1. ## Permutations and combinations

A craftsperson has a six different kinds of seashells. How many different bracelets can be constructed if only four shells are to be used in any one bracelet?

2. Originally Posted by roshanhero
A craftsperson has a six different kinds of seashells. How many different bracelets can be constructed if only four shells are to be used in any one bracelet?

The number of k-combinations from a set with n elements is given by the binomial coefficient

$
\binom{n}{k} = \frac{n!}{k!(n-k)!}
$

Alternatively, we can use the following notions:

$
_{n}C_k=C(n,k) = \binom{n}{k} = \frac{n!}{k!(n-k)!}
$

3. So, to clarify some if this still confuses you.

You want to know the number of possible 4 element combinations chosen from a set of 6 distinct elements.

So, k=4 and n=6.

Thus, your solution is given by

$
_{6}C_4=C(6,4) = \binom{6}{4} =\frac{6!}{4!(6-4)!}
$
,

whereby "!" denotes the factorial operation.

-Andy

4. I think the question is a little more subtle:

${n \choose k}$ is the amount of sets we can compose of length $k$ out of a set of $n$ objects.
(think of it as choosing different colour combinations)

However the question is how many bracelets can we make: Then we should count some permutations too!

Let's denote the set sea-shells {A,B,C,D,E,F}.
We can choose 4 seashells: For example: {A,B,C,D}

A bracelet might look like this for example: *-A-B-C-D-*
(the little * are connected)
This bracelet if ofcourse the same as: *-D-A-B-C-*
But not the same as: *A-C-B-D* while we used the same sea-shells.

For example: we could argue that 2 bracelets are the same if and only if they can be turned into eachother by rotating.

So for every choice of 4 sea-shells we must count the amount of "real " permutations $\sigma \in S_4$.
We need some algebra for that.

5. Ok. So I hope I'm correct:

We have 4! permutations in the group $S_4$
Observe that the bracelet is invariant under rotating in the 4 symmetry -axis of the bracelet, and invariant under cyclic permutation.
Thus the bracelet is invariant under the permutations of $D_4$

A - B
C - D

Let $\sigma\in S_4$. Observe that for any $\tau_1,\tau_2\in D_4$ we have $\tau_1\sigma\leftrightarrow \tau_2\sigma$.

Since $D_4 \subset S_4$ is a sub-group with 8 elements we have $|S_4/D_4| = 3$.

So the amount of "real different" permutations is 3 and the amount of "real different" bracelets is $3\cdot {6\choose 4} = 45$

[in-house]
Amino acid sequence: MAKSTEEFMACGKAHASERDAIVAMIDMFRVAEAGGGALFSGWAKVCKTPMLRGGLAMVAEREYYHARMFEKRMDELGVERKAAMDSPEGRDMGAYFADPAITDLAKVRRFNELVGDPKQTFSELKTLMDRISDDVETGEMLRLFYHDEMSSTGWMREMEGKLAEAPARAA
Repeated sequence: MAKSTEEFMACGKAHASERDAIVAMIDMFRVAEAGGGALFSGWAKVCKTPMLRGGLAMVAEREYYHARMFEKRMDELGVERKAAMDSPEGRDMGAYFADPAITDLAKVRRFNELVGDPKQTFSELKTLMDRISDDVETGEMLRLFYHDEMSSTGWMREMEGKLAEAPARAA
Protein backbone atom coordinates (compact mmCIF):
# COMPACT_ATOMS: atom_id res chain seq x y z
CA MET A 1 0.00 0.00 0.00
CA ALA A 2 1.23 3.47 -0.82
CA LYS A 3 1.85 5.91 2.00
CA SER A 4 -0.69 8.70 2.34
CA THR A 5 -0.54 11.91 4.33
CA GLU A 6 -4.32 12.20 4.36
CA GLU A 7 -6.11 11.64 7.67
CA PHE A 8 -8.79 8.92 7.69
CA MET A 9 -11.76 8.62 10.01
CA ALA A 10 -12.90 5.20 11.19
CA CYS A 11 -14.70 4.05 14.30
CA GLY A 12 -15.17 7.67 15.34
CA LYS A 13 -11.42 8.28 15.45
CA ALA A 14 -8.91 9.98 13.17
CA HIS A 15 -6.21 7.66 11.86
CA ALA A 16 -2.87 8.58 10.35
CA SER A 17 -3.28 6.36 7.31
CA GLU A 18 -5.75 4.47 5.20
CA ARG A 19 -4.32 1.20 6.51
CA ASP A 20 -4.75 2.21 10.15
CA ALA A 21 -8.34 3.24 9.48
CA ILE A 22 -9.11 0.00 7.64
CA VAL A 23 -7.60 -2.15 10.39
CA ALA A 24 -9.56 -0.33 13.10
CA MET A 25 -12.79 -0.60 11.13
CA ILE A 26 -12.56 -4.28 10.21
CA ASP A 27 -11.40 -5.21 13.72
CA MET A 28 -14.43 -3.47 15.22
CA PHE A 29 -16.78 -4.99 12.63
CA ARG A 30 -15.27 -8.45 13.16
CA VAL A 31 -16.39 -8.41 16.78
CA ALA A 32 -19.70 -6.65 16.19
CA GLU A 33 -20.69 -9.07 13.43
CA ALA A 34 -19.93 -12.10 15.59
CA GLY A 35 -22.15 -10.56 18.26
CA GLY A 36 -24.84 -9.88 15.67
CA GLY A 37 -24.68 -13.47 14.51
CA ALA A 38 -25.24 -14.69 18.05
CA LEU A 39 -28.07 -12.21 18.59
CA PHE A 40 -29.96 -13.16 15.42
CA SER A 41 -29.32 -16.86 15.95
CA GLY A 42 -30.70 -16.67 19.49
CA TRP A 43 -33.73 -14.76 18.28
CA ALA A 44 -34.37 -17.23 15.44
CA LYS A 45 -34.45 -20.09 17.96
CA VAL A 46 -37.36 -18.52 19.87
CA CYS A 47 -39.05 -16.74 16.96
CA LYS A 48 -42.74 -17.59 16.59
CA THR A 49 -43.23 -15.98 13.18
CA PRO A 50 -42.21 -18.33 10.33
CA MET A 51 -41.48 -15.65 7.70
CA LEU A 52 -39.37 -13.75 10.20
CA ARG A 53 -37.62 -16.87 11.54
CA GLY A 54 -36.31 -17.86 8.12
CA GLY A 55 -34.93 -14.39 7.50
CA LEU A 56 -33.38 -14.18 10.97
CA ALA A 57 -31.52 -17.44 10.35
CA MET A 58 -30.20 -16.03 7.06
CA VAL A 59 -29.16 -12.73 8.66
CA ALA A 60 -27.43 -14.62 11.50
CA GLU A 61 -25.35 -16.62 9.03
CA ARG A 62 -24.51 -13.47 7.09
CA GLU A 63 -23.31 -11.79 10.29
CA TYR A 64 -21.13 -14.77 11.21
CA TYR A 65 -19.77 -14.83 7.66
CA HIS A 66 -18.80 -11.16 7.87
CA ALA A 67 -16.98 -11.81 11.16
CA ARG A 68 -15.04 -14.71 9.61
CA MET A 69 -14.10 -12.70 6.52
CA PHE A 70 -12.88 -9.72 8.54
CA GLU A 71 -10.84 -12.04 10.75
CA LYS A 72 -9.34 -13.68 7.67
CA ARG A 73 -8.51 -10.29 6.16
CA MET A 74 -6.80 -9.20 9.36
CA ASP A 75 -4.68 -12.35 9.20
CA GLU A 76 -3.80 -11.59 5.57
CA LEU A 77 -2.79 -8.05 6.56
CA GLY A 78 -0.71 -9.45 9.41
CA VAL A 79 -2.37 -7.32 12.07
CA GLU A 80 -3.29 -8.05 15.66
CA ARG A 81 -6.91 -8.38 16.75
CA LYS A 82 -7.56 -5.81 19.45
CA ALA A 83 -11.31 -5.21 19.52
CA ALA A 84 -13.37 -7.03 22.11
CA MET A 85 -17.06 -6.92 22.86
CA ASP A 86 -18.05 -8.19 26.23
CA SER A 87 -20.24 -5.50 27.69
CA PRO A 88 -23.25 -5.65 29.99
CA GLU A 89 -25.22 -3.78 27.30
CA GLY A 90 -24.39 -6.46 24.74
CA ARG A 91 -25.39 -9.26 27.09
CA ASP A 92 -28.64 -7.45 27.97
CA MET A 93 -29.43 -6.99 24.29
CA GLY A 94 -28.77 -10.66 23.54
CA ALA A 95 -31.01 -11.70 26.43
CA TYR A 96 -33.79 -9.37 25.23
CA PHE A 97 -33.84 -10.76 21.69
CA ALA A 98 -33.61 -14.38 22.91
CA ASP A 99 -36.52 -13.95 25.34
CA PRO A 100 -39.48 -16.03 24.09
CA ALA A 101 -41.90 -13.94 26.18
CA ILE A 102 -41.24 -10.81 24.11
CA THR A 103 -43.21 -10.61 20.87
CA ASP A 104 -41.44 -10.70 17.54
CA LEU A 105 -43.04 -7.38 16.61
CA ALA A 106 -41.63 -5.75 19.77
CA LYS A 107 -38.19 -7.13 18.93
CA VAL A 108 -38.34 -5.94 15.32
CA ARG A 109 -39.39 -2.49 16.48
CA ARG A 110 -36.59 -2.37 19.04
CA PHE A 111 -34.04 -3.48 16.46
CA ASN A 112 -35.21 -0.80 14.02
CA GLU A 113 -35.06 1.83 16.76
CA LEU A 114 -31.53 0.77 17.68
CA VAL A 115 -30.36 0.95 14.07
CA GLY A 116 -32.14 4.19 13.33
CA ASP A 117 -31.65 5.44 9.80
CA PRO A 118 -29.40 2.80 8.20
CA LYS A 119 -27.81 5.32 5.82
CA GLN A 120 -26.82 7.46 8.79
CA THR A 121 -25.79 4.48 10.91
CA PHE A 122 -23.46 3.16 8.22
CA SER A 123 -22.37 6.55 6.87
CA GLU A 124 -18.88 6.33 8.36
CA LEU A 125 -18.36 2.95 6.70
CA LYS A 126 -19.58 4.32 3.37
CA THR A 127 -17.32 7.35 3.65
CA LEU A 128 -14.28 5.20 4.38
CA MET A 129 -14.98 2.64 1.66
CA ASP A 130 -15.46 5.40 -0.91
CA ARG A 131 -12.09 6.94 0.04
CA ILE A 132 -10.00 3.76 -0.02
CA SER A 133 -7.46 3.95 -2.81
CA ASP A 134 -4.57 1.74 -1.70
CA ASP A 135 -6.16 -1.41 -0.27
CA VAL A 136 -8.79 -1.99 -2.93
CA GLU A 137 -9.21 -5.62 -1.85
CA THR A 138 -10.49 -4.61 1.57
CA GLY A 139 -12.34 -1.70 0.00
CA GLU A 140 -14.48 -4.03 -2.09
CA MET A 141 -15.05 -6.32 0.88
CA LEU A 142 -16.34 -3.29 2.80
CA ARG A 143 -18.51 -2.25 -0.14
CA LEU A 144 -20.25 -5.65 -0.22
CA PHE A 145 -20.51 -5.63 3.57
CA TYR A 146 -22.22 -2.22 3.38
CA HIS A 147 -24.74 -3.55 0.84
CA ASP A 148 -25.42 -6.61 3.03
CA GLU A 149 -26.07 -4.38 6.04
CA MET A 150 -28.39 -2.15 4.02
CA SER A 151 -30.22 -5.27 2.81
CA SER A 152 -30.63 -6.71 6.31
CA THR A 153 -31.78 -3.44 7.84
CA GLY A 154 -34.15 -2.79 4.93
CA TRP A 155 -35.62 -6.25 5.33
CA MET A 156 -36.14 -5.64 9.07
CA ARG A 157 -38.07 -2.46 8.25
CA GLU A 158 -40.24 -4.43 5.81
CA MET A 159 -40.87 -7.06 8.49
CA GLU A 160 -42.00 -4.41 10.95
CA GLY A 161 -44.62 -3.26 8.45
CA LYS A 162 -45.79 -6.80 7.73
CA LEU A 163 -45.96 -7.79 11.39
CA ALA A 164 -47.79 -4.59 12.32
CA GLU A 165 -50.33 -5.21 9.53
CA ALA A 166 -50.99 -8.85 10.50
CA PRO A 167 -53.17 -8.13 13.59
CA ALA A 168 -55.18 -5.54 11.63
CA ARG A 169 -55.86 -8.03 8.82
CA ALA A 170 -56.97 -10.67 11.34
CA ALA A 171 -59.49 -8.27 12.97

6. Originally Posted by Dinkydoe
I think the question is a little more subtle:

${n \choose k}$ is the amount of sets we can compose of length $k$ out of a set of $n$ objects.
(think of it as choosing different colour combinations)

However the question is how many bracelets can we make: Then we should count some permutations too!

Let's denote the set sea-shells {A,B,C,D,E,F}.
We can choose 4 seashells: For example: {A,B,C,D}

A bracelet might look like this for example: *-A-B-C-D-*
(the little * are connected)
This bracelet if ofcourse the same as: *-D-A-B-C-*
But not the same as: *A-C-B-D* while we used the same sea-shells.

For example: we could argue that 2 bracelets are the same if and only if they can be turned into eachother by rotating.

So for every choice of 4 sea-shells we must count the amount of "real " permutations $\sigma \in S_4$.
We need some algebra for that.
This is a good point. It was not specified in the problem, but if I had given this a little more thought, I would have reasoned that the set of all possible bracelets is equivalent to the set of all permutations with n=6 and r=4. If I had given it even more thought, I might have also had the sense to eliminate "duplicate bracelets" from the set of permutations. I responded in too much haste to this question. Good pick up. Rep +1 + 1

7. Hello, roshanhero!

"Bracelet" problems are always tricky.
I've only started on the solution . . .

A craftsperson has a six different types of seashells.
How many different bracelets can be made if four shells are used in any one bracelet?
NOTE: It did not say that four different types of shells are used.
. . . . . This further complicates the problem.

Case 1

Four different shells: $WXYZ$

There are: $_6C_4 \:=\:15$ choices for the types of shells.

The four shells can be placed in a circle in: . $3! \,=\,6$ ways.

But a bracelet can be turned over.

That is: . $\begin{array}{ccc}&W& \\ Z&&X \\ &Y \end{array}$ . is the same bracelet as: . $\begin{array}{ccc}&W& \\ X&&Z\\ &Y& \end{array}$

Therefore, there are: . $\frac{15\cdot6}{2} \:=\:45$ different bracelets
. . which have four different types of shells.

I'll let you work out the other cases . . .

8. Soroban is right.

Even I did assume that 4 different shells were used but it becomes even more complicated considering we don't have to use different shells.

This is actually quite a difficult problem:

For every Choice of sea-shells we must figure out under wich permutations in $S_4$ the bracelet is invariant.

I think without Algebra and the formula of William Burnside this problem is difficult.

9. Ok, so this is how we do it:

the number we must calculate is:

number different bracelets = ${6 \choose 1}k_1+ {6\choose 2}k_2+{6\choose 3}k_3+{6\choose 4}k_4$

Where $k_i$ is the number of different ways we can permutate the shells such that it can not be obtained by rotation.

We allready know $k_1 = 1, k_4 = 3$ and we have $k_2 = 2$. Can you figure out $k_3$?

(I calculated 101 different bracelets)